Regional Water Providers Consortium: Finding & Fixing Leaks

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A small leak in your bathroom is a big waste of money. Tammy Hernandez met with Amy Meaut – a Project Specialist with Hillsboro Water Department – to learn about simple ways to check for leaks and easy ways to fix them too.

  • Ten percent of homes have leaks that waste 90 gallons or more per day.
  • Common types of leaks found in the home are worn toilet flappers, dripping faucets, and other leaking valves.
  • These types of leaks are often easy to fix, requiring only a few tools and hardware that can pay for themselves in water savings.

1. Start your search for leaks in the bathroom where about 50% of indoor water use happens. First, check your toilet by dropping a leak detection tablet or food coloring into the tank.

Toilet leaks are very common and can waste hundreds of gallons of water in a month. Sometimes they are easy to find because you can see or hear them. But, others harder to find because water flows through the tank silently. This test will catch even the sneakiest leak.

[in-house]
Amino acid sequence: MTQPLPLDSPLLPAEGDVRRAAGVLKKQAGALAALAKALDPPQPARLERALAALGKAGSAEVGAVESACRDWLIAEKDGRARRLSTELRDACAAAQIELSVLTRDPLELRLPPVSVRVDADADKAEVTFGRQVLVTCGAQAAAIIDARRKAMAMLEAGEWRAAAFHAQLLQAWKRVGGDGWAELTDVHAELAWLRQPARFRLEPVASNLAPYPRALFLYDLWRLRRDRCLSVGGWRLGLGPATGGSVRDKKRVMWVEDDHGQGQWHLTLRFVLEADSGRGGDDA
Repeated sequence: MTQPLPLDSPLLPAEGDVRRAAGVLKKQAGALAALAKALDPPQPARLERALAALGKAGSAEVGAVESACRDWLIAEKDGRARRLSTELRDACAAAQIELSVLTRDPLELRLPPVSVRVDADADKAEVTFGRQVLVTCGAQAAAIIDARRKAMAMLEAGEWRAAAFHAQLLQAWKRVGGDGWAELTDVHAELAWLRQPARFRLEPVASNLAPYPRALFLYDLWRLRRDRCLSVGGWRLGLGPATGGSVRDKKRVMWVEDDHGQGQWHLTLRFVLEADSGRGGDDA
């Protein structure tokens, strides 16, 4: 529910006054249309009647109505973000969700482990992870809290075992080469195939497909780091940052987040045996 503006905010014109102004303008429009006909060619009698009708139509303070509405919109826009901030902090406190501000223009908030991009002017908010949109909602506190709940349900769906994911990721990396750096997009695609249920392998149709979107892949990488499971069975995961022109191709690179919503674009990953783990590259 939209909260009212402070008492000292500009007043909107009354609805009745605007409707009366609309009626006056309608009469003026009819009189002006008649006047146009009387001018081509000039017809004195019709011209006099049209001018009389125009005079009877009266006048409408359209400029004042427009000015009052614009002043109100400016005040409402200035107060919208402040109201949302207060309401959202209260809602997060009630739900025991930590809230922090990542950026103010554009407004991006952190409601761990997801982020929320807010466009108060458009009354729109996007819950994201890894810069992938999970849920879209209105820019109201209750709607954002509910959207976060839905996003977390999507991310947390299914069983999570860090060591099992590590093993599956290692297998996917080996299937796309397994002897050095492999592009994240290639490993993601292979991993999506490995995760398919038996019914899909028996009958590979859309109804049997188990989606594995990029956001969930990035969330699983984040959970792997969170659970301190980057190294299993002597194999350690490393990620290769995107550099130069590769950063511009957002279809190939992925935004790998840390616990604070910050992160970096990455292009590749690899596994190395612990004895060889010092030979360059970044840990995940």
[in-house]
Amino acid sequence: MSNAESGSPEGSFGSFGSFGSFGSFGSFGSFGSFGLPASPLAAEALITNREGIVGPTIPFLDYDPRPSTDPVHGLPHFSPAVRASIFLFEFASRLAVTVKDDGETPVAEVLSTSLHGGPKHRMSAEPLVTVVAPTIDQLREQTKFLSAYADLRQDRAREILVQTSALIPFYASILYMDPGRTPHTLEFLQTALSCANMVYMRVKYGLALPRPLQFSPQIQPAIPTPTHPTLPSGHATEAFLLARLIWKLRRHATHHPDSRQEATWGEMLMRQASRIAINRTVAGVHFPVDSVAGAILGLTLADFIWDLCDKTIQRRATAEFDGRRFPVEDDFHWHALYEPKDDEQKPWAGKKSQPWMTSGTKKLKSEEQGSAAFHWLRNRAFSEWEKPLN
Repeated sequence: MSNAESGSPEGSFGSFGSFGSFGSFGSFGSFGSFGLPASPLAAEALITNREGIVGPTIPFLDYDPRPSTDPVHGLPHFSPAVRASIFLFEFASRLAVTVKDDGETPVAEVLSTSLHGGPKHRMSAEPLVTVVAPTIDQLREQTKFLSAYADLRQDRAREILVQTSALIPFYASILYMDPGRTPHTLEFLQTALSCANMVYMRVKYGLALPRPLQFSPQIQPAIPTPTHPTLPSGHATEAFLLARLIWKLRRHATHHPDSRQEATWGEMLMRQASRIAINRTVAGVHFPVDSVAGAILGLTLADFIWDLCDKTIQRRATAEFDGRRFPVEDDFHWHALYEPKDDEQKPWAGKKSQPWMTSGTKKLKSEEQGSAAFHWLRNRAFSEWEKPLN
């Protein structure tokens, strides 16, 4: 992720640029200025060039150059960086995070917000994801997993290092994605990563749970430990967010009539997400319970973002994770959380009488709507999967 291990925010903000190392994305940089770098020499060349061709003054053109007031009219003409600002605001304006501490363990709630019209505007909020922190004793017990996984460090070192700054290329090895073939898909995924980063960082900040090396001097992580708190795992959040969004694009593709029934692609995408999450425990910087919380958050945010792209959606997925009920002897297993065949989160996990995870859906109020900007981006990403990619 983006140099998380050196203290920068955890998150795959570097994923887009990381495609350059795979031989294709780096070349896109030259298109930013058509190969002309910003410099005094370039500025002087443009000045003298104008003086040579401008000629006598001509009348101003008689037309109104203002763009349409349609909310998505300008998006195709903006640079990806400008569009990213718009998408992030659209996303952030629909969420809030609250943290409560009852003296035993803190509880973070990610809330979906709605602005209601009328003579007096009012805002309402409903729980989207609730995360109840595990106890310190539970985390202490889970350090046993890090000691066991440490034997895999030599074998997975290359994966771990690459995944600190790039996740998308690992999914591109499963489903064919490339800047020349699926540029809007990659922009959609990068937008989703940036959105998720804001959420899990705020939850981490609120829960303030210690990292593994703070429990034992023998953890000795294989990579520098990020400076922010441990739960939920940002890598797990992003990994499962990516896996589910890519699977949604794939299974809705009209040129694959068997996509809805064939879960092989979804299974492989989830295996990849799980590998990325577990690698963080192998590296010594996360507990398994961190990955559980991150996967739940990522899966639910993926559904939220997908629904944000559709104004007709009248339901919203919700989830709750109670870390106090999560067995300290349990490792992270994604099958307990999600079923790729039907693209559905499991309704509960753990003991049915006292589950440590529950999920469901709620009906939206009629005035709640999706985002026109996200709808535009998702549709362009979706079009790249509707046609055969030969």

2. Second, check your faucet and shower for drips.

Drips may not look like much, but they can add up. Faulty washers are often the culprit because they don't allow your faucet to shut off properly. Replacing them is an easy and inexpensive (less than $1) way to recoup water and money savings.

3. Third, check the rest of your home’s faucets for leaks.

4. Fourth, circle back to your toilet. If you see no color in the bowl after 10 minutes your toilet is leak free. If there is color, you have a leak.

If you do find a leak, the next step is to fix it as soon as you can. This is where the water savings come in. The good news is that many times dripping faucets and leaking toilets are easy and inexpensive to fix.

Get more information on how to fix these common and other common household leaks at